Approach - Anti-G Suit - August 1961
Our Product is safety, our process is education, and our profit
is measured in the preservation of lives and equipment.
The Naval Aviation Safety Review
Published by U. S. Naval
Aviation Safety Center
AUGUST 1961 VOLUME 7 NUMBER 2
- INFREQUENT INSTRUMENTS
by W. Bartz 6
There just isn't enough time on actual instruments for many pilots
- PROJECT SCAN
Flight Safety Foundation 10
A new painless system for reporting near misses protects the pilot
- PENETRATING A THUNDERSTORM
by Geo. P. Roys 12
Air Force tests with jet aircraft provide important information
- UNCALCULATED RISK 16
Below minimum altitude in a weapons training flight is fatal
- ROUTINE NIGHT FLOP
by LCDR D. H. Howard 22
Not all night carrier flights are as extraordinary as this one
- NO CONNECTION 30
Oxygen is no good to the pilot if it can't get to the mask
- OXYGEN: IT WILL AND IT WON'T
by Maj. Samuel E. Neely USAF 31 Who said 100% oxygen is great for that early morning cure
- THE ANTI-G SUIT . . . A MUST! 34
- SECOND EJECTION
There is no substitute for experience and this kind is hard to get 35
- RAFT OF TROUBLE 36
Out of the Helo and into the water—and things were still tough
- DON'T NEGLECT THE OIL SUPPLY 38
- QUALITY CONTROL CHECK POINTS 41
- LIQUID OXYGEN HAZARDS 42
- FUEL SYSTEM CONTAMINATION 44
- HATCHES AND DOORS INSIDE BACK DEPARTMENTS
- Letters to the Editor 2
- Headmouse 26
- Truth and Consequences 16
- Flight Surgeon's Notes 32
- Monitor 18
- Maintenance Notes & Comments 44
- Anymouse 20
- Murphy's Law 47
- Development of USN Aircraft 24
- Clipboard 48
LIFT and DRAG
These fine words about aviation safety are valuable to us all and come from Major General Robert W. Burns, United States Air Force:
Like success, flying safety is a journey—not a destination. Aircraft accidents are prevented by moving, dynamic functions of flying safety—not by a set of words which define a goal or outline intent or relate a summary of statistics. Further, flying safety is a composite of many related functions—it is not a single, isolated activity.
To be effective, these functions and activities must be given specific direction and purpose. We must first identify areas of accident potential and then synchronize our collective effort into a clearly understood, working plan which strikes directly at accident causes.
This plan must reflect firm, stable policy defined by precise regulations which are enforced by careful and constant supervision. This is the system of law which will govern our journey.
It must contain a definite course of action which is the route of our journey. Finally, it must be compatible with and complement our mission. We can avoid accidents in direct proportion to our individual and collective efforts in carrying out this program.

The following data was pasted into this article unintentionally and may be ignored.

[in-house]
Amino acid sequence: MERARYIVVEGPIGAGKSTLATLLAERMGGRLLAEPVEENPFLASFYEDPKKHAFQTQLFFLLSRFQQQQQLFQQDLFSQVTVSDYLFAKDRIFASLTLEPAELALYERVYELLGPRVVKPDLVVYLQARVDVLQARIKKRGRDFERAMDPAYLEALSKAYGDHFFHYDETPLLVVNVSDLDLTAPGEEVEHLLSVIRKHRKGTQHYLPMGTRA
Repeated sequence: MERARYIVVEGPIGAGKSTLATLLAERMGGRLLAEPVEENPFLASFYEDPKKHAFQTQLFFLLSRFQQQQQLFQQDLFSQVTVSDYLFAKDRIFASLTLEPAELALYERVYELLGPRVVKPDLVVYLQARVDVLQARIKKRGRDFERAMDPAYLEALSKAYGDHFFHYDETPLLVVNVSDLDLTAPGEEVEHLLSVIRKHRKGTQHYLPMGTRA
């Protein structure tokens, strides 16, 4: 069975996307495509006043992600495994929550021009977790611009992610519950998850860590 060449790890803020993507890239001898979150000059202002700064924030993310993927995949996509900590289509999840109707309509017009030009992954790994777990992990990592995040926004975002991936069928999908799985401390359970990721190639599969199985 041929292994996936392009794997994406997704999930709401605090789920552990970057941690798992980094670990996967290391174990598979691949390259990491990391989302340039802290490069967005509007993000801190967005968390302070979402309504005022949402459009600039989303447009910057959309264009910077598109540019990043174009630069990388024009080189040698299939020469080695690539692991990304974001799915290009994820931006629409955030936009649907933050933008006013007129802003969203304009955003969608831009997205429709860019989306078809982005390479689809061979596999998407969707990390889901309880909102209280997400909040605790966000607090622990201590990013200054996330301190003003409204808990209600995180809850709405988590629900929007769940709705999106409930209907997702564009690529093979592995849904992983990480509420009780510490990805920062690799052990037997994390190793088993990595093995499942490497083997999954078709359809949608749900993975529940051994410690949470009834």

Its whole essence is based on our functioning together as an accident prevention team. Who are the responsible members of that team?
They are the Commander, the Operations Officer, the Maintenance and Supply Officers, the Weather Officer, the Communications Officer, the Flight Safety Officer, the Doctor, the Personal Equipment Officer, the Chaplain, and most of all, the Pilot and the Airmen who, together, form the foundation of the whole accident prevention structure.
Purposes and Policies: APPROACH is published monthly by the U.S. Naval Aviation Safety Center and is distributed free to naval aeronautical organizations on the basis of 1 copy per 12 persons.
It presents the most accurate information currently available on the subject of aviation accident prevention. Contents should not be construed as regulations, orders, or directives. Material extracted from Aircraft Accident Reports (OpNays 3750-1 and 3750-10), Medical Officer's Reports (OpNav 3750-8) and Anymouse (anonymous) Reports may not be construed as incriminating under Art. 31, UCMJ.
Photos: Official Navy or as credited. Non-naval activities are requested to contact NASC prior to reprinting APPROACH material.
Correspondence: Contributions are welcome as are comments and criticisms. Views expressed in guest-written articles are not necessarily those of NASC. Requests for distribution changes should be directed to NASC, NAS Norfolk 11, Va., Att: Literature Dep't., if you are receiving the magazine free because of military or commercial contact status with the Navy. . .
IF YOU ARE A PAID SUBSCRIBER, address all renewals and change of addresses to Superintendent of Documents, Washington 25, D. C.
Printing: Issuance of this publication approved by the Secretary of the Navy on 15 April 1961.
Subscriptions: Single copy 30 cents; 1-year subscription $3.25; 2 yrs.. $6.50; 3 yrs., $9.75; 75 cents additional for foreign mailing. Superintendent of Documents, U.S. Government Printing Office, Washington 25, D. C.
Library of Congress Catalog No. 57-60020.